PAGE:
Understanding how worker well-being is distributed across the population is of paramount importance. With such knowledge policy makers can devise efficient strategies to improve social welfare. This volume contains 13 chapters on topics enhancing our comprehension of inequality across workers. The issues addressed deal directly with the economic institutions that affect individual and family earnings distributions. The themes explored include job training, worker and firm mobility, minimum wages, wage arrears, unions, collective bargaining, unemployment insurance, and schooling. Among the questions answered are: To what extent do greater work hours of women mitigate the widening family earnings distribution? To what extent does deunionization widen the distribution of earnings? Do computers really cause a widening of the earnings distribution? How would the Russian wage distribution change if one accounted for wage arrears? How much of job creation and job destruction comes about because of business relocation? To what extent does maternal education increase children's education? Why do increases in the minimum wage fail to substantially decrease employment as economic theory would predict? And, to what extent do job skills matter for low-income workers?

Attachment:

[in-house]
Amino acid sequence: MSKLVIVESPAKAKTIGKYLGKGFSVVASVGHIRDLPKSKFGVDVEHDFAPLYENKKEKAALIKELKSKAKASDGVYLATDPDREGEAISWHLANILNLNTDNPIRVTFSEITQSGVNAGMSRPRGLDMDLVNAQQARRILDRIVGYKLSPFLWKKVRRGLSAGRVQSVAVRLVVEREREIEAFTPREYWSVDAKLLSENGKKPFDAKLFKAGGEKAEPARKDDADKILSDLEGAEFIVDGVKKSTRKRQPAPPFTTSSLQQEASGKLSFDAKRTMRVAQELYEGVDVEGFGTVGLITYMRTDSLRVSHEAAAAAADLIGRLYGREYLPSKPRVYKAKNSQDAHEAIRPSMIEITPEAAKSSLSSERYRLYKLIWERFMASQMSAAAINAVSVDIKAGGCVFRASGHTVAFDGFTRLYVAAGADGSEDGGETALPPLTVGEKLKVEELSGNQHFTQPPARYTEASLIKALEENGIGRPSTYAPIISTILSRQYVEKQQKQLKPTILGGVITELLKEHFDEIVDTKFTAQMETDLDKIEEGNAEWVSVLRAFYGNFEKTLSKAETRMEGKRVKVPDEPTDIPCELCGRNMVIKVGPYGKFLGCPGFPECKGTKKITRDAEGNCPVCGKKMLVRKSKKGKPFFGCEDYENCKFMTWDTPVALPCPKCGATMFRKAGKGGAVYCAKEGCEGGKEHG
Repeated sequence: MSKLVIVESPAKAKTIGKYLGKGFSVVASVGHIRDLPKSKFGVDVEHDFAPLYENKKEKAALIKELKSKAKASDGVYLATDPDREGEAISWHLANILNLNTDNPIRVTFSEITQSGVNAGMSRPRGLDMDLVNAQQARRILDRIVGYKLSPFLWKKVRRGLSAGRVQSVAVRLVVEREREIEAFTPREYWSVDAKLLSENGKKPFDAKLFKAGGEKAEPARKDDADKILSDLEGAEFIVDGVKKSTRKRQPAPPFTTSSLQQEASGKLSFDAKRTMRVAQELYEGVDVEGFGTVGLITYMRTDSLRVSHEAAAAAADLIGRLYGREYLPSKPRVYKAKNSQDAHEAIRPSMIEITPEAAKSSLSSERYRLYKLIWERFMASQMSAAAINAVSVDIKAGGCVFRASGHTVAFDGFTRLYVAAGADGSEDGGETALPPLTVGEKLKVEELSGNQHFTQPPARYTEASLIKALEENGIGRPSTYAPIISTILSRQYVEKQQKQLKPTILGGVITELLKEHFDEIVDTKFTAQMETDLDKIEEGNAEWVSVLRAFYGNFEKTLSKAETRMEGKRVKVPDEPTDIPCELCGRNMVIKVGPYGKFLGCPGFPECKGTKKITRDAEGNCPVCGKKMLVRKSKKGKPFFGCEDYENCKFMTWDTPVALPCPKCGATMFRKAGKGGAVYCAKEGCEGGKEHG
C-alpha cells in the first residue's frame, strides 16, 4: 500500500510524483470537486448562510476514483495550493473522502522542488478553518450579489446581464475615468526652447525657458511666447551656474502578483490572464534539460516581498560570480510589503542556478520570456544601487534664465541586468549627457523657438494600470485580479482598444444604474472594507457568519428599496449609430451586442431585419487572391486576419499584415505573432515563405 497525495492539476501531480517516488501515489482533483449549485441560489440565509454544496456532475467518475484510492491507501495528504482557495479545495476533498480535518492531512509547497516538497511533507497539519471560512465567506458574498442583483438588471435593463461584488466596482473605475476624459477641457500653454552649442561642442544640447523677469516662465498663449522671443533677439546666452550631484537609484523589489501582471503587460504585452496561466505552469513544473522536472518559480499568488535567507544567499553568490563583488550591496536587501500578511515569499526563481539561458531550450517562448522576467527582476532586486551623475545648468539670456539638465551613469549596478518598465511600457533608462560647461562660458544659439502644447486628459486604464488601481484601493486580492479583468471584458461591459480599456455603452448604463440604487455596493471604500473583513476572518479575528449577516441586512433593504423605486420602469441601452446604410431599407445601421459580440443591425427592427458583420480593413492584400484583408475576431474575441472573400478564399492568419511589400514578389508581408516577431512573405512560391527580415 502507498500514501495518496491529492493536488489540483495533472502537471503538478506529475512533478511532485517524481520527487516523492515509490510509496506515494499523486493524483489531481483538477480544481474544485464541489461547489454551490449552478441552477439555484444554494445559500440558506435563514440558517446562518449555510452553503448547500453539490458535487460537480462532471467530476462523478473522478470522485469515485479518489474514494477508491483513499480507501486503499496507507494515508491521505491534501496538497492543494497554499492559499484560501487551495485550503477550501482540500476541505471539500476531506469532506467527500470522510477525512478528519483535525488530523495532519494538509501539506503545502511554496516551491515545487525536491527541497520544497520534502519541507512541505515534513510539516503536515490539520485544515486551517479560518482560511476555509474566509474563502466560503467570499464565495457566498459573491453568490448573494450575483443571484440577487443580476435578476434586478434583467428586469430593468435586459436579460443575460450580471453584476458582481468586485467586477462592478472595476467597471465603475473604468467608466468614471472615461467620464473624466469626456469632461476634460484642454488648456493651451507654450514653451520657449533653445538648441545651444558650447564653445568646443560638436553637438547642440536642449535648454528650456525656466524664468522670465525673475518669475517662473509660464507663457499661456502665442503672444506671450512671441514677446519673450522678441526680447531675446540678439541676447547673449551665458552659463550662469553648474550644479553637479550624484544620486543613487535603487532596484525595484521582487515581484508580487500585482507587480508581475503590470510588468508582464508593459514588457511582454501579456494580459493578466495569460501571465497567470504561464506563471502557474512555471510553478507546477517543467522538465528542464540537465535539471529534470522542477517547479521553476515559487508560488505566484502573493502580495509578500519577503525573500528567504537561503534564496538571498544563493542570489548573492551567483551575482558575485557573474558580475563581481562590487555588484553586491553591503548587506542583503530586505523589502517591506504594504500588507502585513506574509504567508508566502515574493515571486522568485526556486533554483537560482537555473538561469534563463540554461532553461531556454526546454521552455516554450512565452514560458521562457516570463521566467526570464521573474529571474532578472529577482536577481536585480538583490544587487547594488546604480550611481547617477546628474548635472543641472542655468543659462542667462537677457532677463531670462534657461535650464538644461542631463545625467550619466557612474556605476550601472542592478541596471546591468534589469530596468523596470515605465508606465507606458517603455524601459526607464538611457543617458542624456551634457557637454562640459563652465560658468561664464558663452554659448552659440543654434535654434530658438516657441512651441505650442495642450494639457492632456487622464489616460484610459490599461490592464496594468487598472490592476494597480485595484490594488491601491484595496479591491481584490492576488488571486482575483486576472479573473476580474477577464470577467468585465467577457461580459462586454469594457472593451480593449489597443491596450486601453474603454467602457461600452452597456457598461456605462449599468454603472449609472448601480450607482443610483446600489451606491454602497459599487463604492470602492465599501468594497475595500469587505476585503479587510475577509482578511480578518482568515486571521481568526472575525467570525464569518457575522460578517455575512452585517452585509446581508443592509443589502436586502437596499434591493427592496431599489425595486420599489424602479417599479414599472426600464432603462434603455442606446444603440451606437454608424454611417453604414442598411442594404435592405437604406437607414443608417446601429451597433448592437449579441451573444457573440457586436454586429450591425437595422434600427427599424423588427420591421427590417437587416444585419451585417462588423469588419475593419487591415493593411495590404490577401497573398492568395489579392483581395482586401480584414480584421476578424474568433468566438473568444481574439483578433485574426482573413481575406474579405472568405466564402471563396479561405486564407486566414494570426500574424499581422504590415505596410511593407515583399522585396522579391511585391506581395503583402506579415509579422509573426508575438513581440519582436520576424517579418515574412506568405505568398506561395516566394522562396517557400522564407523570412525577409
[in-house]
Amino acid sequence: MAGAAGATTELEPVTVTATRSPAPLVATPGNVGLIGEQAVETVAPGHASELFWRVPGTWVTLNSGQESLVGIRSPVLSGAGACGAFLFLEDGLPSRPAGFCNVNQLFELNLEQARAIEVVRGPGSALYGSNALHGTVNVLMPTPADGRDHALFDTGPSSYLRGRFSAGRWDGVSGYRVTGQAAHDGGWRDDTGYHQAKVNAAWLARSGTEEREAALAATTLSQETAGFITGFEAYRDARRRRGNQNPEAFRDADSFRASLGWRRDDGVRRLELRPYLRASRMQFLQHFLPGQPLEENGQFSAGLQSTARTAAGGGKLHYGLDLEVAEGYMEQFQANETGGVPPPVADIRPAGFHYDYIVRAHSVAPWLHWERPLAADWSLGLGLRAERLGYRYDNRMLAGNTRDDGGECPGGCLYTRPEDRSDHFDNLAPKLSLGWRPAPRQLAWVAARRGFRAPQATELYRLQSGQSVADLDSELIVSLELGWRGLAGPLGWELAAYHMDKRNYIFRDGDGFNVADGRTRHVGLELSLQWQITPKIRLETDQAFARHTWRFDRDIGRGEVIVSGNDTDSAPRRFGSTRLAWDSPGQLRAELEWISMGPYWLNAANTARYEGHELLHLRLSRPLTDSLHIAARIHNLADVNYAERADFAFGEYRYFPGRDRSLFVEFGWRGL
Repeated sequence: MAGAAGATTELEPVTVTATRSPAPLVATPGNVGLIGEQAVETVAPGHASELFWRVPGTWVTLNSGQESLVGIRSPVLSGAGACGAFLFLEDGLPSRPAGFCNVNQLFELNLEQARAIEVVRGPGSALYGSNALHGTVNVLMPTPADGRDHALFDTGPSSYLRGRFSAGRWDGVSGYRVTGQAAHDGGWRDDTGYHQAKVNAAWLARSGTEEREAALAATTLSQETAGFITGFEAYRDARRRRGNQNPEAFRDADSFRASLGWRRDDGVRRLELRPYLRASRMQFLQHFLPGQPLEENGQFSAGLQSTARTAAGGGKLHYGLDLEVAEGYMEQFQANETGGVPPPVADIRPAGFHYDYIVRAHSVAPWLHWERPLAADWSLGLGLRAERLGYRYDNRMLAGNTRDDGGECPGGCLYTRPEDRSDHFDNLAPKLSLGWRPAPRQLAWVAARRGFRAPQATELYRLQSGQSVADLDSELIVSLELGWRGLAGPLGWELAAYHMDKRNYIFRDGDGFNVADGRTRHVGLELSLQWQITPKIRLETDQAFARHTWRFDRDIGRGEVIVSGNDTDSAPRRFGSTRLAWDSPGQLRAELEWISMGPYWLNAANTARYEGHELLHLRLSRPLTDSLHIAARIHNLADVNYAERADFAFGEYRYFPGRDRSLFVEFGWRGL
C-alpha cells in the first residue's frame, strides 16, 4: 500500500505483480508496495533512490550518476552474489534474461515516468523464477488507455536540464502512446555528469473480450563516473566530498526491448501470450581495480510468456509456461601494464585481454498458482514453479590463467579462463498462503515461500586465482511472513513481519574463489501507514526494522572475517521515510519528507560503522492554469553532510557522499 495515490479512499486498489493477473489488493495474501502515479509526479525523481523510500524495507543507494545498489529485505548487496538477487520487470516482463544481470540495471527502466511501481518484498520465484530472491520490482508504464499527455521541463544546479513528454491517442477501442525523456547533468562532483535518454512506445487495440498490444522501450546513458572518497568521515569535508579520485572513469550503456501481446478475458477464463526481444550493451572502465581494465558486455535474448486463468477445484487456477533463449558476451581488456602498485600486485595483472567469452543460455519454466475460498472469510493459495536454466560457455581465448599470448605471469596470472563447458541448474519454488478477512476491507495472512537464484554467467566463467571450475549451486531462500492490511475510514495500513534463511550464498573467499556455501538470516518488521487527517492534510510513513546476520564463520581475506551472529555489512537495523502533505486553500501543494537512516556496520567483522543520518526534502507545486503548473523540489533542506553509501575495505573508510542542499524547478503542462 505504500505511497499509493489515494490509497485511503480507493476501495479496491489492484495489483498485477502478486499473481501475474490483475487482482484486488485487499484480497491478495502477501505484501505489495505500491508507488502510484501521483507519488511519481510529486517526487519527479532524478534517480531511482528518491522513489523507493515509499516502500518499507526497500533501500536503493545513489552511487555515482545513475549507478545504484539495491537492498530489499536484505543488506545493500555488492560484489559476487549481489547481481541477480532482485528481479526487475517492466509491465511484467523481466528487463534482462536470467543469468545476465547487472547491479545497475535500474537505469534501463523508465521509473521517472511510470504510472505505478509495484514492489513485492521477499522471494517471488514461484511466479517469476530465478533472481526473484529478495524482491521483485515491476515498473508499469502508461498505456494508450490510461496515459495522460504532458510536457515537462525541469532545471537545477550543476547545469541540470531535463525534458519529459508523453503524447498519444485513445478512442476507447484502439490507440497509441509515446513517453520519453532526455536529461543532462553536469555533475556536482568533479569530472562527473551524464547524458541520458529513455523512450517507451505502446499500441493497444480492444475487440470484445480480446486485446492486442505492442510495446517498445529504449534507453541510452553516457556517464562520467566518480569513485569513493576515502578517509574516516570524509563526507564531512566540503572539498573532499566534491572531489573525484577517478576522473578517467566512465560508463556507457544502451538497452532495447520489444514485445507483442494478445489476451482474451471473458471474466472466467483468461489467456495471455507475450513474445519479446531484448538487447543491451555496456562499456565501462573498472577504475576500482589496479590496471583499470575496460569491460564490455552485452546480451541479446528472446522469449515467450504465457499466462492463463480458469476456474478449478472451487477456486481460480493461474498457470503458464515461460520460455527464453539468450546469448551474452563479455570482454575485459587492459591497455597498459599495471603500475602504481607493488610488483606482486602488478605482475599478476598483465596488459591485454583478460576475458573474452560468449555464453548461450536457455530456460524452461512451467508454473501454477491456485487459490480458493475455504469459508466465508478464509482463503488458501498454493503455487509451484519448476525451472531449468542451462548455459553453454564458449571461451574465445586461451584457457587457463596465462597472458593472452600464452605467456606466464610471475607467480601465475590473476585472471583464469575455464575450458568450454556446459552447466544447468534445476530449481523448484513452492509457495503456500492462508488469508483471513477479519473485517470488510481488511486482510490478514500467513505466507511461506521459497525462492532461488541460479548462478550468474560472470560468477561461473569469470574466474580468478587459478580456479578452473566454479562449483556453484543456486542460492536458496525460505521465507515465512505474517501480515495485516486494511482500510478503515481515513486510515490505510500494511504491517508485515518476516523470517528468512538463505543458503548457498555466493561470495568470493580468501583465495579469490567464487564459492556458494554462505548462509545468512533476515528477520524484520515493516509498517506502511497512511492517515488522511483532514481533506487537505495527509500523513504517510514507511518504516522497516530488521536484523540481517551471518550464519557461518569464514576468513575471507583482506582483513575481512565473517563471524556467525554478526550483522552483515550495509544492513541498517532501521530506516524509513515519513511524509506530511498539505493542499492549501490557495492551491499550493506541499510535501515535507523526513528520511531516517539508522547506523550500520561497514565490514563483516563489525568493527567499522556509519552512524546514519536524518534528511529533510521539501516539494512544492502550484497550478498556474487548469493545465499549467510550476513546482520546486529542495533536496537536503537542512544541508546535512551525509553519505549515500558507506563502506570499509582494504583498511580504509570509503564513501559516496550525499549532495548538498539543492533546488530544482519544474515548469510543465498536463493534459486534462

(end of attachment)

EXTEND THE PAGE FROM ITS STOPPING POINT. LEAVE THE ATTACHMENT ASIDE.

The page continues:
Polachek, S.W. and Bargain, O. (2007), "Preface", Polachek, S.W. and Bargain, O. (Ed.) Aspects of Worker Well-Being (Research in Labor Economics, Vol. 26), Emerald Group Publishing Limited, Bingley, pp. vii-xii. https://doi.org/10.1016/S0147-9121(06)26015-1Download as .RIS
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